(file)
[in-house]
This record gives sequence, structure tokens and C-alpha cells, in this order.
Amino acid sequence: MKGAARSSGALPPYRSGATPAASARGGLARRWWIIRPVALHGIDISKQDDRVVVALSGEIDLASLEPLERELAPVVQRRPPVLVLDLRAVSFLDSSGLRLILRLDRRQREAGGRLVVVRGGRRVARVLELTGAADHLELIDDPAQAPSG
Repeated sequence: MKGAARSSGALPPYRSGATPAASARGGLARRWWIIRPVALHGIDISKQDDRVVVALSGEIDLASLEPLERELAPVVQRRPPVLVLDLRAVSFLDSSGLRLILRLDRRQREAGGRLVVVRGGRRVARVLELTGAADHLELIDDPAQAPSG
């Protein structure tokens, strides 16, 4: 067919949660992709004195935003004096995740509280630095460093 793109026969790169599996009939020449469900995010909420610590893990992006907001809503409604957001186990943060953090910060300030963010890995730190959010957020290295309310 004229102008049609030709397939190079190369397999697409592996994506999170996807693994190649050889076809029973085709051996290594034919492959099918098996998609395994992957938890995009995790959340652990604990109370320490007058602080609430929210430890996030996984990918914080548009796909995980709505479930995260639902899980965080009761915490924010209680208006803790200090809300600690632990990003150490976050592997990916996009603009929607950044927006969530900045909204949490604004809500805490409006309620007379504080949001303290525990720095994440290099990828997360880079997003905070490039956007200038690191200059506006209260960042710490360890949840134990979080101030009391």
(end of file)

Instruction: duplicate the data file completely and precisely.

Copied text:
[in-house]
This record gives sequence, structure tokens and C-alpha cells, in this order.
Amino acid sequence: MKGAARSSGALPPYRSGATPAASARGGLARRWWIIRPVALHGIDISKQDDRVVVALSGEIDLASLEPLERELAPVVQRRPPVLVLDLRAVSFLDSSGLRLILRLDRRQREAGGRLVVVRGGRRVARVLELTGAADHLELIDDPAQAPSG
Repeated sequence: MKGAARSSGALPPYRSGATPAASARGGLARRWWIIRPVALHGIDISKQDDRVVVALSGEIDLASLEPLERELAPVVQRRPPVLVLDLRAVSFLDSSGLRLILRLDRRQREAGGRLVVVRGGRRVARVLELTGAADHLELIDDPAQAPSG
């Protein structure tokens, strides 16, 4: 067919949660992709004195935003004096995740509280630095460093 793109026969790169599996009939020449469900995010909420610590893990992006907001809503409604957001186990943060953090910060300030963010890995730190959010957020290295309310 004229102008049609030709397939190079190369397999697409592996994506999170996807693994190649050889076809029973085709051996290594034919492959099918098996998609395994992957938890995009995790959340652990604990109370320490007058602080609430929210430890996030996984990918914080548009796909995980709505479930995260639902899980965080009761915490924010209680208006803790200090809300600690632990990003150490976050592997990916996009603009929607950044927006969530900045909204949490604004809500805490409006309620007379504080949001303290525990720095994440290099990828997360880079997003905070490039956007200038690191200059506006209260960042710490360890949840134990979080101030009391």